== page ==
Next, the ScriptEngineManager object's ScriptEngine getEngineByName(String shortName) method is called to obtain a script engine corresponding to the desired shortName value. Java 10 supports the Nashorn script engine, which is obtained by passing "nashorn" to getEngineByName(). The returned object's class implements the javax.script.ScriptEngine interface.

ScriptEngine declares several eval() methods for evaluating a script. main() invokes the Object eval(Reader reader) method to read the script from its java.io.FileReader object argument and (assuming that java.io.IOException isn't thrown) then evaluate the script. This method returns any script return value, which I ignore. Also, this method throws javax.script.ScriptException when an error occurs in the script.

Compile Listing 2 as follows:

javac RunScript.java

I'll show you how to run this application after I have presented the first script.

Functional programming with pure functions

A pure function is a functional programming function that depends only on its input arguments and no external state. An impure function is a functional programming function that violates either of these requirements. Because pure functions have no interaction with the outside world (apart from calling other pure functions), a pure function always returns the same result for the same arguments. Pure functions also have no observable side effects.

Can a pure function perform I/O?

If I/O is a side effect, can a pure function perform I/O? The answer is yes. Haskell uses monads to address this problem. See "Pure Functions and I/O" for more about pure functions and I/O.

Pure functions versus impure functions

The JavaScript in Listing 3 contrasts an impure calculatebonus() function with a pure calculatebonus2() function.

Listing 3. Comparing pure vs impure functions (script1.js)

// impure bonus calculation var limit = 100; function calculatebonus(numSales) { return(numSales > limit) ? 0.10 * numSales : 0 } print(calculatebonus(174)) // pure bonus calculation function calculatebonus2(numSales) { return (numSales > 100) ? 0.10 * numSales : 0 } print(calculatebonus2(174))

calculatebonus() is impure because it accesses the external limit variable. In contrast, calculatebonus2() is pure because it obeys both requirements for purity. Run script1.js as follows:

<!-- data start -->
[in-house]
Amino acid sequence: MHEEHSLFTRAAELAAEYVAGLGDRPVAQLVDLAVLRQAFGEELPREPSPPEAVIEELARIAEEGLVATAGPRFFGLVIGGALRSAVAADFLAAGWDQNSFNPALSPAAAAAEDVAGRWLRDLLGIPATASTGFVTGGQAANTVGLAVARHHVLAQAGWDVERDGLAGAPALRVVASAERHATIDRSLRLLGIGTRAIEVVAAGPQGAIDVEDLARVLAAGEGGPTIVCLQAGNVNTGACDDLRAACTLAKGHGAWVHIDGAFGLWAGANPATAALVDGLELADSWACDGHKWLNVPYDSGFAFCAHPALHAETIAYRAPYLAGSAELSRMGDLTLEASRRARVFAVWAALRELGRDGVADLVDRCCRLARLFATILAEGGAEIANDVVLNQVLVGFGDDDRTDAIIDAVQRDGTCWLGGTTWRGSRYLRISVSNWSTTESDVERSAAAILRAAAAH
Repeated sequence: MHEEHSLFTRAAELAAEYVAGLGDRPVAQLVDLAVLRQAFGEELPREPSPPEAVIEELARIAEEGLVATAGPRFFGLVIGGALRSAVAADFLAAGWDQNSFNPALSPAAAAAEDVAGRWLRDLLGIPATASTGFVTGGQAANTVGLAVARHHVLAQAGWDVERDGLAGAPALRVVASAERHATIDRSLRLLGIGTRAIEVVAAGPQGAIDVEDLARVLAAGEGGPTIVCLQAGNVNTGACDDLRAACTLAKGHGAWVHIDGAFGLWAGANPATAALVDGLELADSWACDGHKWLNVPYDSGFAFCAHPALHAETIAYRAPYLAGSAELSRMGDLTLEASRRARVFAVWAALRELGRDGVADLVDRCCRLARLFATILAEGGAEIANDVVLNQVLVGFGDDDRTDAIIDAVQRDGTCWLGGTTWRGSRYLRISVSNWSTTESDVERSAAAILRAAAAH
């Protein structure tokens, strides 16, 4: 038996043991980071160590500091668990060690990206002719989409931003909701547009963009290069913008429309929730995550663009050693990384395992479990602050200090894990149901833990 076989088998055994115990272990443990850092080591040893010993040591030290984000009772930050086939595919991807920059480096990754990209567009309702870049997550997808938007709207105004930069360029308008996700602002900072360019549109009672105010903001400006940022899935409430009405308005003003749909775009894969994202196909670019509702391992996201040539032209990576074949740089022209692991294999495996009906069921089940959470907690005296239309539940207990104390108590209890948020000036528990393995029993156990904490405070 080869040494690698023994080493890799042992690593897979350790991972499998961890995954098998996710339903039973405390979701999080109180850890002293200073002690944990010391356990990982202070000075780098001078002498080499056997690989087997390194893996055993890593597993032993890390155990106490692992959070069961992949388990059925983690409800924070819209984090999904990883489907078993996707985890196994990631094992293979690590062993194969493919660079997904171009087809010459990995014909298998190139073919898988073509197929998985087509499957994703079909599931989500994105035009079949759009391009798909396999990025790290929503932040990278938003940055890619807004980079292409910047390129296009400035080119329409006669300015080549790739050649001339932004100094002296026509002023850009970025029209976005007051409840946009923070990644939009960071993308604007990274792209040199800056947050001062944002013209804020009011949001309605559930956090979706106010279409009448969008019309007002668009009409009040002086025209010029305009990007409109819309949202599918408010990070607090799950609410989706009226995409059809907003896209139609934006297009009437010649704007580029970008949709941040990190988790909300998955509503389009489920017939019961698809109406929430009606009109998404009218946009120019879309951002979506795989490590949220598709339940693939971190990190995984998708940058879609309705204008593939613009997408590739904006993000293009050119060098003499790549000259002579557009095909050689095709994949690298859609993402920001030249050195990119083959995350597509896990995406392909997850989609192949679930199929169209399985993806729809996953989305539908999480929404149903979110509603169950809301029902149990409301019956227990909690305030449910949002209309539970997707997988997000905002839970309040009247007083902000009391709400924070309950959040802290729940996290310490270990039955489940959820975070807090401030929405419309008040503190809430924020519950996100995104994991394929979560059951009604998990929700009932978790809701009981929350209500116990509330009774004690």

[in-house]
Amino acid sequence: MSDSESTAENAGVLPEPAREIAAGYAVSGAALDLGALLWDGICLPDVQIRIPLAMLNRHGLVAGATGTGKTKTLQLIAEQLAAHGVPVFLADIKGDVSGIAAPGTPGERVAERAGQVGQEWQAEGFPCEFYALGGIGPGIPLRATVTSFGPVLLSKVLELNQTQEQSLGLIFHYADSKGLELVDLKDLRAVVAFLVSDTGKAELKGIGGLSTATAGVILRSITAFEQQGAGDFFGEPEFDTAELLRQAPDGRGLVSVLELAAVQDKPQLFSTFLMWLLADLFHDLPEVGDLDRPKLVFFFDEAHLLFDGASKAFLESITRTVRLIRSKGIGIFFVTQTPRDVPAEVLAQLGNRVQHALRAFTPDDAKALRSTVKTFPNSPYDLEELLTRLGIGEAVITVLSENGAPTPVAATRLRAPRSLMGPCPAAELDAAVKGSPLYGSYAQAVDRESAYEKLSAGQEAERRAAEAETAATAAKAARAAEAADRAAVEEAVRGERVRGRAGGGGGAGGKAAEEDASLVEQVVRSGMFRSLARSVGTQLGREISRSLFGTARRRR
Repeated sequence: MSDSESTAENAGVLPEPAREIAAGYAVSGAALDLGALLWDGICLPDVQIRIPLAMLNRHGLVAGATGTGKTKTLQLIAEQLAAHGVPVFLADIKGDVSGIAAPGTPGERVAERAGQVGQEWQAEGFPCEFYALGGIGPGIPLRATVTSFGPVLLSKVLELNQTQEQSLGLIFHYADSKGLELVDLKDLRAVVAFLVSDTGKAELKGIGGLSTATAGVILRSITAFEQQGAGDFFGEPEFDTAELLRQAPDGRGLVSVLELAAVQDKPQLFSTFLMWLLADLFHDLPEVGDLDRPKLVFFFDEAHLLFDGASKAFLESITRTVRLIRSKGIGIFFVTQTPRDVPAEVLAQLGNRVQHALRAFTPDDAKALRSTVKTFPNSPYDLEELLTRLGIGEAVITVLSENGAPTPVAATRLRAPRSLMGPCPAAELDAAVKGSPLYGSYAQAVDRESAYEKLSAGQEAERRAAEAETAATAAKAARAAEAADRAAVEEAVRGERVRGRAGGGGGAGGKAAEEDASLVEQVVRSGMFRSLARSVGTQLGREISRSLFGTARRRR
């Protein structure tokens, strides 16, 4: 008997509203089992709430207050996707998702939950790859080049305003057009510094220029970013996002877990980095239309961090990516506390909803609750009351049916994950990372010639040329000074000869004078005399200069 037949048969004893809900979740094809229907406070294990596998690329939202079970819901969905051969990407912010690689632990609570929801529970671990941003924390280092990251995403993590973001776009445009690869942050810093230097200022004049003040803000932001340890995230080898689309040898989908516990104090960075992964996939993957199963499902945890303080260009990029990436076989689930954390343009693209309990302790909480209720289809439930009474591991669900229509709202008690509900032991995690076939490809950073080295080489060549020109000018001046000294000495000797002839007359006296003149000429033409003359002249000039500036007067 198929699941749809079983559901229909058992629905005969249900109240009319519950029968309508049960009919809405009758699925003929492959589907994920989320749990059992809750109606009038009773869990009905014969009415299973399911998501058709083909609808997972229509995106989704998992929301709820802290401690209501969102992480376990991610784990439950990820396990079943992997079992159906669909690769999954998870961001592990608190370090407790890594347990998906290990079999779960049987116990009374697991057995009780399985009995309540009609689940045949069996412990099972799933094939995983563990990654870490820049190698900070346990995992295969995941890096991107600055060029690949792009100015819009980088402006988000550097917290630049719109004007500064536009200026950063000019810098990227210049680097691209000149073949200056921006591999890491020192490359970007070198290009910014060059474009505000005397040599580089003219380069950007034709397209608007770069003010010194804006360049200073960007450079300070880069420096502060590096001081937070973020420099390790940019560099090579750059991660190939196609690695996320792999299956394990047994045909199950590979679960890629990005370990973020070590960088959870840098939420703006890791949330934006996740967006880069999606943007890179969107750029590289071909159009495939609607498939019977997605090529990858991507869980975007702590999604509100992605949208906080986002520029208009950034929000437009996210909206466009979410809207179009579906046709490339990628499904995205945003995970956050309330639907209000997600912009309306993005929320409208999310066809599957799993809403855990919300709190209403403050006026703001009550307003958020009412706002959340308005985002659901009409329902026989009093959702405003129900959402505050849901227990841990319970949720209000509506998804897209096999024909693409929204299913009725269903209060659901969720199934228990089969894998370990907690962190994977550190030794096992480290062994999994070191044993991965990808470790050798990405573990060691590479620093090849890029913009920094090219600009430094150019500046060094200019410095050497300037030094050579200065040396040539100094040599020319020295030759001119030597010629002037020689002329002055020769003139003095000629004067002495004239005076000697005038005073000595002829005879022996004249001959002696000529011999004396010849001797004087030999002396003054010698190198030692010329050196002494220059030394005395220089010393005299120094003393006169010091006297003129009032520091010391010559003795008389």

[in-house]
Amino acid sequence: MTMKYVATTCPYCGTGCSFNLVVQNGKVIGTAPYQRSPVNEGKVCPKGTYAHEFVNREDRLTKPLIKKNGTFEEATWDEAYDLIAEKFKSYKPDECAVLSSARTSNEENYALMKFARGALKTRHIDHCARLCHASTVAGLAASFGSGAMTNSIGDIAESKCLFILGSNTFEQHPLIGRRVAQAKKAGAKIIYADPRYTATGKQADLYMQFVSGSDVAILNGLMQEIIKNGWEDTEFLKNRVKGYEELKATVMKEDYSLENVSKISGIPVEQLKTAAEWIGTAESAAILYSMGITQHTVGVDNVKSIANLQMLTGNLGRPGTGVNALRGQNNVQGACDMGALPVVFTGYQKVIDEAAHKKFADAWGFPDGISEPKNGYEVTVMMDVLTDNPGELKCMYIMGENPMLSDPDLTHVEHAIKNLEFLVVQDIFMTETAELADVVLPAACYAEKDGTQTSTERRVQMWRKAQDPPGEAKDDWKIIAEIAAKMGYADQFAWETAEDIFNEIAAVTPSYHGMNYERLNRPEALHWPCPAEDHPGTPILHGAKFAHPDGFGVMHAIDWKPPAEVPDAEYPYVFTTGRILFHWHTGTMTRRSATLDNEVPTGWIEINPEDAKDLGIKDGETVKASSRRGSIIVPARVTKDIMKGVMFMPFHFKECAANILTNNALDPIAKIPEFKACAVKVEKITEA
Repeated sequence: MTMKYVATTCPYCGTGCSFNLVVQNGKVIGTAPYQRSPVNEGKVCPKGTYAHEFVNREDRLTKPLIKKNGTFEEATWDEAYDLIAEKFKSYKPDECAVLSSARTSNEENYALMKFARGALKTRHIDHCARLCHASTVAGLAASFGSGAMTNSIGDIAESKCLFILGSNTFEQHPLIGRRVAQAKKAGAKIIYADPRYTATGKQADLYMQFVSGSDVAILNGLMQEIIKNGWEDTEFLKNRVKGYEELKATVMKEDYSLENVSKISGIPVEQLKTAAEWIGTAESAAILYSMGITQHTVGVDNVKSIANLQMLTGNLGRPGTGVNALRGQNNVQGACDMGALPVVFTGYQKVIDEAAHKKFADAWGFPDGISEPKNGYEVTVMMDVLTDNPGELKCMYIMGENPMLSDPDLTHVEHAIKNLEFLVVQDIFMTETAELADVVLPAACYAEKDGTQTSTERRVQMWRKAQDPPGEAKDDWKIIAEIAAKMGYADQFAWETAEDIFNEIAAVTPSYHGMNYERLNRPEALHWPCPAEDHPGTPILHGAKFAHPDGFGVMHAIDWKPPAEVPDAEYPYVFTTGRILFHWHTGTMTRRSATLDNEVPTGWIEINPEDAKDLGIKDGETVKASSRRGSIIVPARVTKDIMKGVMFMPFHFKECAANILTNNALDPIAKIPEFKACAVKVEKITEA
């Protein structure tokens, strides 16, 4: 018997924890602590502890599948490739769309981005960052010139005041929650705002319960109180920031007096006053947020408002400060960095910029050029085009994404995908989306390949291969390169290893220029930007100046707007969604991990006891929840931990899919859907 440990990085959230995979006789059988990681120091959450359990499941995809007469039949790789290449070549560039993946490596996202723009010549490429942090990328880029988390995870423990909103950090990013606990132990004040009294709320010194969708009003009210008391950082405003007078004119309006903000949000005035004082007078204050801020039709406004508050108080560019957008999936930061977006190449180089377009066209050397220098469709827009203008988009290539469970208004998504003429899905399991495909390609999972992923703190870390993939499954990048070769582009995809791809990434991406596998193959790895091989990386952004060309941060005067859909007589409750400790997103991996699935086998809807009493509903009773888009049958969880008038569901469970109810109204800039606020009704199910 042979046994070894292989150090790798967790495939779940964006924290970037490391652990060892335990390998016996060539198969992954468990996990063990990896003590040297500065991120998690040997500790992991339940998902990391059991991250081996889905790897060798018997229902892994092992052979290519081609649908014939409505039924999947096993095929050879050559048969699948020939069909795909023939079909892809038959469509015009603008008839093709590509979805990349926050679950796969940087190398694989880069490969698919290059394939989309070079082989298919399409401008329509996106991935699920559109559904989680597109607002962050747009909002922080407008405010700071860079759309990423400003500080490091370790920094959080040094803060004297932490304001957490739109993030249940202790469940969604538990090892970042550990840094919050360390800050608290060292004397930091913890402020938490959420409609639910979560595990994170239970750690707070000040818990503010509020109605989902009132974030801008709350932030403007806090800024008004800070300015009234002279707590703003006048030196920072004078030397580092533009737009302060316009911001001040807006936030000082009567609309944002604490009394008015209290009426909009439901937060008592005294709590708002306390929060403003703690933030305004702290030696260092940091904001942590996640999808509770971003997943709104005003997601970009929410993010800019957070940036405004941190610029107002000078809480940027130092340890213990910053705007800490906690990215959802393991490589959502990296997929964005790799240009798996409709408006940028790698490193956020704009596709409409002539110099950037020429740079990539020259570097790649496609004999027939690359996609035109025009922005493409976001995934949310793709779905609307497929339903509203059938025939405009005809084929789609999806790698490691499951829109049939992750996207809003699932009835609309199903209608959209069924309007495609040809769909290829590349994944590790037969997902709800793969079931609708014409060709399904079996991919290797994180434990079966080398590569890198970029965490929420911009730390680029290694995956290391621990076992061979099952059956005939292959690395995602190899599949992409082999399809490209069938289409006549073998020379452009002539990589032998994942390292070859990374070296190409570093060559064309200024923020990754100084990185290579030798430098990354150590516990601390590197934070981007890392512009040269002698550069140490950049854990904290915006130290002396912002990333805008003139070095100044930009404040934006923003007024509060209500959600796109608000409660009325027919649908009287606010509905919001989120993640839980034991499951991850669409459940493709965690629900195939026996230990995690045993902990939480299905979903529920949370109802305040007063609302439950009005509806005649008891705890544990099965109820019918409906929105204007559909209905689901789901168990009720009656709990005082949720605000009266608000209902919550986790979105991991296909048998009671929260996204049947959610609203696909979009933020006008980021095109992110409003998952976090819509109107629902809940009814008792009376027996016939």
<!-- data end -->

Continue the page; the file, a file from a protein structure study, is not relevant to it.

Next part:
java RunScript script1.js

Here's the output you should observe:

17.400000000000002 17.400000000000002

Suppose calculatebonus2() was refactored to return calculatebonus(numSales). Would calculatebonus2() still be pure? The answer is no: when a pure function invokes an impure function, the "pure function" becomes impure.

When no data dependency exists between pure functions, they can be evaluated in any order without affecting the outcome, making them suitable for parallel execution. This is one of functional programming's benefits.

More about impure functions

Not all functional programming functions need to be pure. As Functional Programming: Pure Functions explains, it is possible (and sometimes desirable) to "separate the pure, functional, value based core of your application from an outer, imperative shell."

Functional programming with higher-order functions

A higher-order function is a mathematical function that receives functions as arguments, returns a function to its caller, or both. One example is calculus's differential operator, d/dx, which returns the derivative of function f.

First-class functions are first-class citizens

Closely related to the mathematical higher-order function concept is the first-class function, which is a functional programming function that takes other functional programming functions as arguments and/or returns a functional programming function. First-class functions are first-class citizens because they can appear wherever other first-class program entities (e.g., numbers) can, including being assigned to a variable or being passed as an argument to or returned from a function.